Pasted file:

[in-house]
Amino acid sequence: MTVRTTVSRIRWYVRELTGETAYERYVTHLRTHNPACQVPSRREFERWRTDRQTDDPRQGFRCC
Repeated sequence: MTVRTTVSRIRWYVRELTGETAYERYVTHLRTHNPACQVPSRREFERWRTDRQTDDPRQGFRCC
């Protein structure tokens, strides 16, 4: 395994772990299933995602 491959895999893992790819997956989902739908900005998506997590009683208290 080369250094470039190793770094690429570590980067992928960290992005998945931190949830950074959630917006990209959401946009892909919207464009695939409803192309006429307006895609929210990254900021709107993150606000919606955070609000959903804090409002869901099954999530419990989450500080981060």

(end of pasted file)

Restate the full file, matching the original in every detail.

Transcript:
[in-house]
Amino acid sequence: MTVRTTVSRIRWYVRELTGETAYERYVTHLRTHNPACQVPSRREFERWRTDRQTDDPRQGFRCC
Repeated sequence: MTVRTTVSRIRWYVRELTGETAYERYVTHLRTHNPACQVPSRREFERWRTDRQTDDPRQGFRCC
């Protein structure tokens, strides 16, 4: 395994772990299933995602 491959895999893992790819997956989902739908900005998506997590009683208290 080369250094470039190793770094690429570590980067992928960290992005998945931190949830950074959630917006990209959401946009892909919207464009695939409803192309006429307006895609929210990254900021709107993150606000919606955070609000959903804090409002869901099954999530419990989450500080981060």